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Will Amy Adams face Superman curse?
Much has been made of the Superman curse, from George Reeves to Christopher Reeve to Brandon Routh (whose $400-million box office in Superman Returns wasn’t enough to keep him in tights and out of cheap indie movies).
But take a moment to shed a tear for the career of Amy Adams, who has signed on as the latest Lois Lane opposite Henry Cavill.
Playing Kal-El’s girlfriend — a thankless task actor-wise — ultimately did no favours to Margot Kidder’s career. And Kate Bosworth was an “it” girl (The Horse Whisperer, Beyond The Sea) before being miscast as Lois opposite Routh.
Let’s hope the mojo from those past Oscar nominations protects Adams from the Krypton curse.
Meanwhile, we’re no fans of the Farrelly Brothers’ plan to “re-boot” the Three Stooges franchise. But we’re happy to see the role of Curly go to a Canadian, Will Sasso — who has been unforgivably underused since Mad TV.
With two Stooges left to cast, production is skidded to begin late next month.
Speaking of curses, could you imagine what playing the Stooges would have done to the careers of Farrelly’s originally cast-ees, Sean Penn, Benicio del Toro and Jim Carrey? You’d need at least two Oscars to wash that taste out of your mouth.
Superman famously fights for truth, justice and the American way. So it didn’t go unnoticed when director Zack Snyder cast British actor Henry Cavill as the Man of Steel in his forthcoming reboot of the character.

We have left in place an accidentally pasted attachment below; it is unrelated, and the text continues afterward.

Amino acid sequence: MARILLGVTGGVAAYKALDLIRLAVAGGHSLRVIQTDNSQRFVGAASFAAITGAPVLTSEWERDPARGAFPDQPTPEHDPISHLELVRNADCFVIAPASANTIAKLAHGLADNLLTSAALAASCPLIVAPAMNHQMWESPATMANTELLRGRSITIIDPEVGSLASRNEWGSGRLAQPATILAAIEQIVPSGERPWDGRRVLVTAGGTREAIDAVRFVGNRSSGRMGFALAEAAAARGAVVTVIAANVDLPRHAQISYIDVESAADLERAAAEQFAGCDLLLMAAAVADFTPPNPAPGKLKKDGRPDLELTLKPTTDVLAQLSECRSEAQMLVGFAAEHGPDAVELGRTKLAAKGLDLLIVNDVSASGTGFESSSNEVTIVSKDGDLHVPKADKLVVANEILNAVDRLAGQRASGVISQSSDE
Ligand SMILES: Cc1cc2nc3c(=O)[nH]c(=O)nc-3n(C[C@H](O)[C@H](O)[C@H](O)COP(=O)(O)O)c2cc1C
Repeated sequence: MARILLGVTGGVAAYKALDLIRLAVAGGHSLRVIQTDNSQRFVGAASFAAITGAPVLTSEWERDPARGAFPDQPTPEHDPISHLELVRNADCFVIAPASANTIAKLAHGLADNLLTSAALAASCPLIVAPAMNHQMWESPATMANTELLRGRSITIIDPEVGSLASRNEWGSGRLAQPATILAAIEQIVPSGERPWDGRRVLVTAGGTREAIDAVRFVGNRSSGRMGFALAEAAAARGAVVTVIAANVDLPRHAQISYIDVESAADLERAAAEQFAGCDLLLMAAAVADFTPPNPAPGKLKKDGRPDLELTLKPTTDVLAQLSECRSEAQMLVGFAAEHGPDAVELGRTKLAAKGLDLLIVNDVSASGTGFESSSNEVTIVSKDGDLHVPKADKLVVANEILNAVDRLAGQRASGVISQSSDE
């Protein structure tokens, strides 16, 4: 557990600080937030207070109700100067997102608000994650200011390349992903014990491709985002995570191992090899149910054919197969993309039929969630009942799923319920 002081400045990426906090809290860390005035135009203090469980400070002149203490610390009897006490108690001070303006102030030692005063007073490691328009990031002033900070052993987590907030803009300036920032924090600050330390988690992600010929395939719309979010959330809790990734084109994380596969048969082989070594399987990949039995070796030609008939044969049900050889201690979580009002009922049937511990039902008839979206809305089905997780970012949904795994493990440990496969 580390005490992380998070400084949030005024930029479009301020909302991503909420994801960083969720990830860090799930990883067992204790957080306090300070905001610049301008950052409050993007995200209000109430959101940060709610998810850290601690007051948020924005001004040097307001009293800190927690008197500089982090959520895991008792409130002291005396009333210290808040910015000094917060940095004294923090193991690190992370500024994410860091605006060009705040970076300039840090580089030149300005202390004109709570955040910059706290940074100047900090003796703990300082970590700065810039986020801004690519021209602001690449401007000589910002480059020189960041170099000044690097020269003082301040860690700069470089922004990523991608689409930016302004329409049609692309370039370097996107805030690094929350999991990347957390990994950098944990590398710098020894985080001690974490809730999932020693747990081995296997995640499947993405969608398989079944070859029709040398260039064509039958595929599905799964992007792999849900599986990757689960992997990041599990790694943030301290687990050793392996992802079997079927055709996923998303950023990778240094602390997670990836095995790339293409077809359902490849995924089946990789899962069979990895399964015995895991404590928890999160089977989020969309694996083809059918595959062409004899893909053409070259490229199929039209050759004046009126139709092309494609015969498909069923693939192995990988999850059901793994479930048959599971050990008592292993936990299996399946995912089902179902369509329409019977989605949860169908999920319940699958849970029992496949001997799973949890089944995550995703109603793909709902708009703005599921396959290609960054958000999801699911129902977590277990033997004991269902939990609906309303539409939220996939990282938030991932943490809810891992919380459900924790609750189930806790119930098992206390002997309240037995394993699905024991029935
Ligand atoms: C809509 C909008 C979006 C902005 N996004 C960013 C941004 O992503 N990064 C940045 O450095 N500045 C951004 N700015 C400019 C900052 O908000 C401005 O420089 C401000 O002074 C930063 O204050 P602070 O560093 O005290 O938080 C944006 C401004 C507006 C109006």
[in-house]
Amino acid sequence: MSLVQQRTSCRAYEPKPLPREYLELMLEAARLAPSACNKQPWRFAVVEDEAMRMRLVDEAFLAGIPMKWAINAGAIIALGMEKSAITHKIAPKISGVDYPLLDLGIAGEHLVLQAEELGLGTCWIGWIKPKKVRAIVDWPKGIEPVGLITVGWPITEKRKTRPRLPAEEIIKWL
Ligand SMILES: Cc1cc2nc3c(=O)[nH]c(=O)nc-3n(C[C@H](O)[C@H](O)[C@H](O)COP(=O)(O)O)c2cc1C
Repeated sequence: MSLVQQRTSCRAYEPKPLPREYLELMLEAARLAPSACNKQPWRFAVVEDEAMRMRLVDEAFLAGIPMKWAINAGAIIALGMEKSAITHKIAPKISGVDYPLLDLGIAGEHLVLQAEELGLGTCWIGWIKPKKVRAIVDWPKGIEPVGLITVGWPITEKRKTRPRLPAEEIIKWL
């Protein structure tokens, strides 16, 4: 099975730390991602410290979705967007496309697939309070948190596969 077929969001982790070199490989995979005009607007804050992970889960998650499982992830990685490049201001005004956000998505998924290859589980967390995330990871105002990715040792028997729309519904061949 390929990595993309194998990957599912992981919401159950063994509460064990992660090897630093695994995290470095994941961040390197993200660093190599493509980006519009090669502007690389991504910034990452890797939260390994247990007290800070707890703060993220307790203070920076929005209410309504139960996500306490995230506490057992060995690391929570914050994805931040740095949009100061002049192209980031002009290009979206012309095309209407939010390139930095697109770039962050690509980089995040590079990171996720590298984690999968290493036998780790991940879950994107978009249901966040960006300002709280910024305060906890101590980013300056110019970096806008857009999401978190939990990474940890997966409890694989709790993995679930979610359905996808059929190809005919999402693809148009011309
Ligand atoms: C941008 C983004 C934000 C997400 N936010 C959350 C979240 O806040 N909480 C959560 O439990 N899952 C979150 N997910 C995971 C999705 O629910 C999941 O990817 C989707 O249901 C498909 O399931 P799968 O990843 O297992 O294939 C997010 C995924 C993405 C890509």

“I’m not that worried about it,” Snyder says when asked about the consternation in some circles that an Englishman is donning the cape of an American icon. In fact, he says it wasn’t even a consideration when choosing Cavill over such contenders as True Blood’s Joe Manganiello.
“No, because Batman’s (British), too.”
Snyder is referring, of course, to Christian Bale who will reprise his role as the Caped Crusader shortly in The Dark Knight Rises. And let’s remember, London-raised Andrew Garfield has replaced Tobey Maguire as the titular wall-crawler in 2012’s The Amazing Spider-Man.
Then again, at least in the case of Superman, his origins aren’t so simple. Asks producer Deborah Snyder, “Isn’t he from another planet?”
Currently plans call for the new Superman movie to arrive in theatres in December 2012.
While Hollywood scours for its next big movie trend — fairy tales among them — the vampire genre shows no signs of anemia.
Never mind the two — yes, two — Twilight sequels coming this fall and next summer.
There’s also, in no particular order: Stoker (with Colin Firth and Nicole Kidman); Abraham Lincoln: Vampire Hunter (based on the best-seller); and Dark Shadows (starring Johnny Depp and directed by Tim Burton).
As well, director David Slade (30 Days of Night) is also attached to The Last Voyage of Demeter, about the crew unfortunate enough to transport Dracula’s coffin from Transylvania to London.
Clearly, Snow White and the Seven Dwarfs have some work to do before dethroning the undead.